Government must address barriers to education in rural and remote areas, inquiry finds

By Shannon Jenkins

Thursday November 12, 2020


The federal government must ensure that all Australian students can access quality secondary school education regardless of their geographic location, according to the Standing Committee on Employment, Education and Training.

The committee on Wednesday tabled its report on the learning needs of students in regional, rural and remote communities, and how to overcome barriers to education in these areas.

Australians growing up in regional and remote areas have lower educational attainment rates in school, in Year 12 and in tertiary education, compared to those living in metropolitan areas, the committee found.

“They are around 40% less likely to gain a higher-level tertiary education qualification and less than half as likely to receive a bachelor and above qualification by the time they are 35 years old, compared to people from metropolitan areas. This gap is most pronounced in remote and very remote areas and at university level,” the report said.

There are also a range of factors that “contribute to gaps in access and equity across a child’s education journey”.

The committee explored a range of barriers to education that “may require reform across multiple portfolios”, including issues relating to geographic isolation, socioeconomic factors, health challenges, environmental factors, and access to Information and Communications Technology (ICT).

For example, families living in regional, rural and remote areas “have limited choice in where and how they educate their children and limited access to other services and supports that families in towns and cities rely on”, the report said.

And while ICT has the potential to “bridge gaps in access”, there is a “digital divide” between Australians who have access to the internet, computers and other devices, and those who do not.

“This gap in access is particularly acute for Australians on low incomes and those living in geographically isolated locations,” the report said.

The committee set out 14 recommendations to government, including for it to “ensure all students can access secondary school education, to a nationally-consistent minimum standard, regardless of their geographic location”.

For regional, rural and remote communities, the government should also ensure education is inclusive for children and young people with disability; improve access to quality early childhood education and care; and develop policies and programs that improve access and affordability to a range of services and resources, such as broadband and mobile phone reception.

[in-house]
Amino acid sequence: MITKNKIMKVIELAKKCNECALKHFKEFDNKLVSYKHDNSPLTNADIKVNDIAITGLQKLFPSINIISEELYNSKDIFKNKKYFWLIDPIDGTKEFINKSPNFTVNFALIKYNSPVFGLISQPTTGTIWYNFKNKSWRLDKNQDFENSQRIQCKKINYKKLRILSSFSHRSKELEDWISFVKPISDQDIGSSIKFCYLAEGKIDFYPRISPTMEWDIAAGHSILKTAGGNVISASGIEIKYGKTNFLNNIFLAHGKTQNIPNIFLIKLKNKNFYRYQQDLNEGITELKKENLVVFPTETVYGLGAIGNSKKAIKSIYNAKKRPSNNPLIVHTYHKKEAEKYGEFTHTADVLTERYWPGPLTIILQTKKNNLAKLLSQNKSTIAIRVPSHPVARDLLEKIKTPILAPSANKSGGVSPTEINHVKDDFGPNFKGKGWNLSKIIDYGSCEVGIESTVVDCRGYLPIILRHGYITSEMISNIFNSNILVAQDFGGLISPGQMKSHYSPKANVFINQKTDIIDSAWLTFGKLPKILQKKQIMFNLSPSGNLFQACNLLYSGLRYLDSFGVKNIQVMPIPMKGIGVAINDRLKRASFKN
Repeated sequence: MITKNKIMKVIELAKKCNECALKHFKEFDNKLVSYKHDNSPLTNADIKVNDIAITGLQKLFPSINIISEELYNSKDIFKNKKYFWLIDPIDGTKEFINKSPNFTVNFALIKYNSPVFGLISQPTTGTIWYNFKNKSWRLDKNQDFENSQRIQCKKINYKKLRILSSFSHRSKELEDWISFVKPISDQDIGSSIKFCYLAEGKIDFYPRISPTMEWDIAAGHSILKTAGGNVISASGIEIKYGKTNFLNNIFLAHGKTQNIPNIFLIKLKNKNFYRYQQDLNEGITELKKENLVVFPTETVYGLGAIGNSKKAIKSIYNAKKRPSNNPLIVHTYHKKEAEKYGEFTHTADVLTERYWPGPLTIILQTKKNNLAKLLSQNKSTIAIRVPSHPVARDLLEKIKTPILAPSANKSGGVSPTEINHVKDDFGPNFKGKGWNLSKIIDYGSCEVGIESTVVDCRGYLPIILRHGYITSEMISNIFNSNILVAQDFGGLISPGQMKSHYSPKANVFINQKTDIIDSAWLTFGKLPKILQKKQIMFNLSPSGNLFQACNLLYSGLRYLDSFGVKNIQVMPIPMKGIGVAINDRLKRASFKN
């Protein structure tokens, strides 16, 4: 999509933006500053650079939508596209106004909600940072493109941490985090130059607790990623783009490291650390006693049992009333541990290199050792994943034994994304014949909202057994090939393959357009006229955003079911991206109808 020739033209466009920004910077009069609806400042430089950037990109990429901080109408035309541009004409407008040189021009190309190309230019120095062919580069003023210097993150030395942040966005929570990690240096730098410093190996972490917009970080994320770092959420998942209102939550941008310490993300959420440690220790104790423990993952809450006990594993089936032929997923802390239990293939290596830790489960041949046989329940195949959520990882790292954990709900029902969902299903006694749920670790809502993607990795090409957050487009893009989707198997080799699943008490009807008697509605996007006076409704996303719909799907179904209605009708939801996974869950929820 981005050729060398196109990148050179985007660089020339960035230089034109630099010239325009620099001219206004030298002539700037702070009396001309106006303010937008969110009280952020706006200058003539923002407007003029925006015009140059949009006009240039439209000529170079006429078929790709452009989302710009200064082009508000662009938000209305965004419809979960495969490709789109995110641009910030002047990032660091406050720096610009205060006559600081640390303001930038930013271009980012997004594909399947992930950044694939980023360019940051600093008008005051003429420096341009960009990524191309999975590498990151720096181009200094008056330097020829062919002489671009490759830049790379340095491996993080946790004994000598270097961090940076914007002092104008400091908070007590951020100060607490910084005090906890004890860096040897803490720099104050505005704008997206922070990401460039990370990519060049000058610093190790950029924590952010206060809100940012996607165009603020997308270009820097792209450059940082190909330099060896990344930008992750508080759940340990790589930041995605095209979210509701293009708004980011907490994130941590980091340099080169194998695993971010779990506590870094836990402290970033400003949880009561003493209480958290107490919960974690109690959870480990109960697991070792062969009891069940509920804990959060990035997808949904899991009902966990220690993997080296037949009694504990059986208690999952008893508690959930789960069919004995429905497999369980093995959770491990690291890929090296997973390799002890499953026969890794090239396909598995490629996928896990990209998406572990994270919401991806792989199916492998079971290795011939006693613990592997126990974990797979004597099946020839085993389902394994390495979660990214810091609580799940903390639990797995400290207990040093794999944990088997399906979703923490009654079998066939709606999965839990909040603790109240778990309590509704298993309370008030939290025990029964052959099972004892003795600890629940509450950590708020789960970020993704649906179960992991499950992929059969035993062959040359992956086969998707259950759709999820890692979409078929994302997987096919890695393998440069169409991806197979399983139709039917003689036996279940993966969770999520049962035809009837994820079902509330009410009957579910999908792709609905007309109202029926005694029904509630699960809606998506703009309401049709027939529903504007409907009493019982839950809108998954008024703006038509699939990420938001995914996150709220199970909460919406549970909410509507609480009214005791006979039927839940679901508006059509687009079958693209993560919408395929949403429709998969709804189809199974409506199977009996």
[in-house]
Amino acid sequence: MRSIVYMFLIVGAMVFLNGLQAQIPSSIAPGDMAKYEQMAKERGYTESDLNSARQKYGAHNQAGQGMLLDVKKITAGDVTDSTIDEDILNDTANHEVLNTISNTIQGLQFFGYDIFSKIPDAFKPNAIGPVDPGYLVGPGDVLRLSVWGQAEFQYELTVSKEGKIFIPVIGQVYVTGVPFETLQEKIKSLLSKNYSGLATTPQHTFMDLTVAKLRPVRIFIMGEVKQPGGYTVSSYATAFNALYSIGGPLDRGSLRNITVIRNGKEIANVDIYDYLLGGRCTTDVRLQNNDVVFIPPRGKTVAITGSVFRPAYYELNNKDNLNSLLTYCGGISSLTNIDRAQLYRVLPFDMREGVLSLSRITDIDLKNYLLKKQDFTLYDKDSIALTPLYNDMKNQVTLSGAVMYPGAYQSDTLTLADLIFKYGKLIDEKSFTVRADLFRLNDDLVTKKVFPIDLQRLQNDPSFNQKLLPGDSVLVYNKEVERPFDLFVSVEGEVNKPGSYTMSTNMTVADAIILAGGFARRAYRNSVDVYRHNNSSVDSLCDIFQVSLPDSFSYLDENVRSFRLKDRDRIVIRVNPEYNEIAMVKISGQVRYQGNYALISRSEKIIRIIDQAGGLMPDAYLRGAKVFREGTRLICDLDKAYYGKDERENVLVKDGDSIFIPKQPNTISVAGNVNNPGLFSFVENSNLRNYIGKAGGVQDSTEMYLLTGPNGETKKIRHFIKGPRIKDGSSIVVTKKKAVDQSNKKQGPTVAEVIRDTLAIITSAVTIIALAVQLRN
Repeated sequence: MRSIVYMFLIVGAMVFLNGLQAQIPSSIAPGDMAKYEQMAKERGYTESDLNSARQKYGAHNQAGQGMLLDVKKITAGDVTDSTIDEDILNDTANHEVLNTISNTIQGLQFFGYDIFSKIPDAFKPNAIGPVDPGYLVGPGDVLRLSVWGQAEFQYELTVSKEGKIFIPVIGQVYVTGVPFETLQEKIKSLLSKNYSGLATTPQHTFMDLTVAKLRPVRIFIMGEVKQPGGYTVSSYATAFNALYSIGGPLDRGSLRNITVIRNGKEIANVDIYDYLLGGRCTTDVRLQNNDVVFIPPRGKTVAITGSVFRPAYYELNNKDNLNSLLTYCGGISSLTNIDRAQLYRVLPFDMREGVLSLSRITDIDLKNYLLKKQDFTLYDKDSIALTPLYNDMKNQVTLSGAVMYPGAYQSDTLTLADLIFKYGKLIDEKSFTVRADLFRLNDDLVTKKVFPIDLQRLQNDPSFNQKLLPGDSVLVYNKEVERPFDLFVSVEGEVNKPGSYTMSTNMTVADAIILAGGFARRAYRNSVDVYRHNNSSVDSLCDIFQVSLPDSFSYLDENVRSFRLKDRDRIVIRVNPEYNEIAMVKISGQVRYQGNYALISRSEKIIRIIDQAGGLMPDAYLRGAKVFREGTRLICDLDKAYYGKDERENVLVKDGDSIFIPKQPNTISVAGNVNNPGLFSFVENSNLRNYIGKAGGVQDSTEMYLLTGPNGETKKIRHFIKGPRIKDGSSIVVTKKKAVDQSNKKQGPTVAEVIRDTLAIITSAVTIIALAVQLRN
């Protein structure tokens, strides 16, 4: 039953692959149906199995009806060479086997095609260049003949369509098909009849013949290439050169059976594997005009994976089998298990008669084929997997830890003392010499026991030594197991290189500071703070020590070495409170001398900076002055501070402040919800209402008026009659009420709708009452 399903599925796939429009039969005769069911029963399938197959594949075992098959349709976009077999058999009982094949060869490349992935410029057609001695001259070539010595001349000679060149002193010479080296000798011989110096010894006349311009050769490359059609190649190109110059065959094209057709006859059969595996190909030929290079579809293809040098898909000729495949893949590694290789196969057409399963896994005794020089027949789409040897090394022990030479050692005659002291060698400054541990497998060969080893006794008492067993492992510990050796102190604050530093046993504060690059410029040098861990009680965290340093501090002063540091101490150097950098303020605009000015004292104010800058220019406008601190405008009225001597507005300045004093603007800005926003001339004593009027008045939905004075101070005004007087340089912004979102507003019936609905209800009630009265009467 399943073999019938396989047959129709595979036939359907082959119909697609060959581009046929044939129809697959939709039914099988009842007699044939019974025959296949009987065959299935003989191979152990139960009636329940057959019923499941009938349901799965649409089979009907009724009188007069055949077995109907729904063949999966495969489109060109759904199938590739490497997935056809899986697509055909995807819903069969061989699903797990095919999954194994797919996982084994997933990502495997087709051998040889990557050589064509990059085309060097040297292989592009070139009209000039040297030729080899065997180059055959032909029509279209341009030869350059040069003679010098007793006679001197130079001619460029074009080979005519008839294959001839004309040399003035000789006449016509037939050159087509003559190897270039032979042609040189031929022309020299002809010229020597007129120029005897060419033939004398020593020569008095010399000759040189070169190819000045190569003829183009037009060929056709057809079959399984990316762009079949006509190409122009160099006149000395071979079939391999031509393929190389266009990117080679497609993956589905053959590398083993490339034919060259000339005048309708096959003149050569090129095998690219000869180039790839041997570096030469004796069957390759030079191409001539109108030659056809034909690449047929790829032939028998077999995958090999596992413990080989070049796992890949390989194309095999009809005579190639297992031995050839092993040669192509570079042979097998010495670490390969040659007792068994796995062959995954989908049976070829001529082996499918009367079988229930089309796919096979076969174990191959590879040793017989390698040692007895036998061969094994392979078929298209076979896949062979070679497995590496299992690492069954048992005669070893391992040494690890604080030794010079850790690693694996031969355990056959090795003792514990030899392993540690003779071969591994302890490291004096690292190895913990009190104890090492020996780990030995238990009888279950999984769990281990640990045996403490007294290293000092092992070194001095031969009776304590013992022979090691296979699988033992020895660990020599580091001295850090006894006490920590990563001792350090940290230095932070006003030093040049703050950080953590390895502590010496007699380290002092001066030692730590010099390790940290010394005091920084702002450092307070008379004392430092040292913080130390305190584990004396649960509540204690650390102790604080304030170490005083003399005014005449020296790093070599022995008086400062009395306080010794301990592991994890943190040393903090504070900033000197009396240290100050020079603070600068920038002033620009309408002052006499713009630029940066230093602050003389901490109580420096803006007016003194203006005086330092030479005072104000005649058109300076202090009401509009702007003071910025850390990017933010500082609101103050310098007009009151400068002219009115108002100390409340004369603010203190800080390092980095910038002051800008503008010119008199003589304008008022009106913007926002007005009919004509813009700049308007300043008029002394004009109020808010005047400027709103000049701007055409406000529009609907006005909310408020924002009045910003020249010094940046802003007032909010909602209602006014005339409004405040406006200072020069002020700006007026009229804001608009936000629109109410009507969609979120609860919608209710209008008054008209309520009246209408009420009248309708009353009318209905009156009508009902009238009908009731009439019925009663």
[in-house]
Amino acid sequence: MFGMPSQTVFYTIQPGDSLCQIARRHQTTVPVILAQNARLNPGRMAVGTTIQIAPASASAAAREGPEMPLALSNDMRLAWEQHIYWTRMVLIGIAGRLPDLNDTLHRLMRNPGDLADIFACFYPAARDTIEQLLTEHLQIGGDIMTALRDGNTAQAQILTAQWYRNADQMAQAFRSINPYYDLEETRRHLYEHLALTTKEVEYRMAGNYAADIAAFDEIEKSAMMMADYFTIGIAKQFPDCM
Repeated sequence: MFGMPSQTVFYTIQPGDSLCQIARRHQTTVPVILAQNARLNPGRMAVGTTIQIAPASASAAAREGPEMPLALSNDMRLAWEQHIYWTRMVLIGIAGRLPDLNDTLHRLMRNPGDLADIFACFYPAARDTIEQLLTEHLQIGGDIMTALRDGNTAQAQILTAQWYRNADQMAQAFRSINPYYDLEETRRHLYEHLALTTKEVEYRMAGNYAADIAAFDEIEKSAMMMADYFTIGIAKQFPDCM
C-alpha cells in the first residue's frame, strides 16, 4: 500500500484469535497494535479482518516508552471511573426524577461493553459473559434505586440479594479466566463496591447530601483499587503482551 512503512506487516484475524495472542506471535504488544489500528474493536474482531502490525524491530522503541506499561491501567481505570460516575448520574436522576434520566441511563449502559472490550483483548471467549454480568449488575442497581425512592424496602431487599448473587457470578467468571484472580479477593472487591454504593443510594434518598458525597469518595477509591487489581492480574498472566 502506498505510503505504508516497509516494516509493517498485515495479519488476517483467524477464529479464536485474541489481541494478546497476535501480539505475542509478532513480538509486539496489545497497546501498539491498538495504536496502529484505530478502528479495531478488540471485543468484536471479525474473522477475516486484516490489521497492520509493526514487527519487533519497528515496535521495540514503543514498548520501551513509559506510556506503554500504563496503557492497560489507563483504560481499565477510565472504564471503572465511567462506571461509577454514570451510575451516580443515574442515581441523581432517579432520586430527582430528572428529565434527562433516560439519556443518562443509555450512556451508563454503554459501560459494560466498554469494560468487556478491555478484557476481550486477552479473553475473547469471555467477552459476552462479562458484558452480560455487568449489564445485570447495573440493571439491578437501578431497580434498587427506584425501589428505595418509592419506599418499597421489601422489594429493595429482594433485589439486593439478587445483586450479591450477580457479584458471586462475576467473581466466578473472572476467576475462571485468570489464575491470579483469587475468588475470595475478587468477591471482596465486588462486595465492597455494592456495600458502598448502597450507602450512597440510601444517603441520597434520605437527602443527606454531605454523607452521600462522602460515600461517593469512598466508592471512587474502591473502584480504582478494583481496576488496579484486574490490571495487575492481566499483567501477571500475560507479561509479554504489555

Giving families and communities more opportunities to have a say in how schools apply the Australian Curriculum, and enhancing the integration of Australia’s Vocational Education and Training and Higher Education sectors was also recommended.

Read more: New Closing the Gap targets aim to up number of Aboriginal and Torres Strait Islander languages spoken, reduce incarceration and suicide rates

The committee also made a number of recommendations calling on the commonwealth to implement measures as part of its 2021 policy commitments to Closing the Gap, including to:

  • Set out a roadmap for improving the social and emotional wellbeing of Aboriginal and Torres Strait Islander people, including improved access to mental health treatment and support,
  • Provide more flexibility and surety in funding for wrap-around models of early intervention, family support, early childhood education and health care in Aboriginal and Torres Strait Islander communities,
  • Provide up to 30 hours per week of subsidised early education and care for Aboriginal and Torres Strait Islander children,
  • Provide adult literacy campaigns in communities with low levels of adult English literacy,
  • Ensure all Aboriginal and Torres Strait Islander students can access English as an Additional Language or Dialect support and instruction at school,
  • Ensure Aboriginal and Torres Strait Islander students can access bilingual education where Standard Australian English is not the first language spoken, or where school communities have asked for this to occur,
  • Establish programs that support the development and professionalisation of the Aboriginal and Torres Strait Islander education workforce,
  • Establish trauma-informed, cultural induction and training programs for educators working with Aboriginal and Torres Strait Islander students.

Labor committee members Lisa Chesters, Ged Kearney, and Joanne Ryan argued that while the report encourages the current government to “get on with addressing the educational inequality of regional, remote and rural students”, the recommendations do not go far enough and lack urgency.

“Real action by the government to address inequalities in the educational outcomes of regional, rural and remote students is urgently required,” they wrote in the report.

“At the very least, the Labor members of the committee would have liked the report to highlight the urgent need for a fairer needs-based funding model.”

Other issues Labor said must be addressed include access to early childhood education and care, the low wages of workers in the sector, and the financial impact of COVID-19 on universities.

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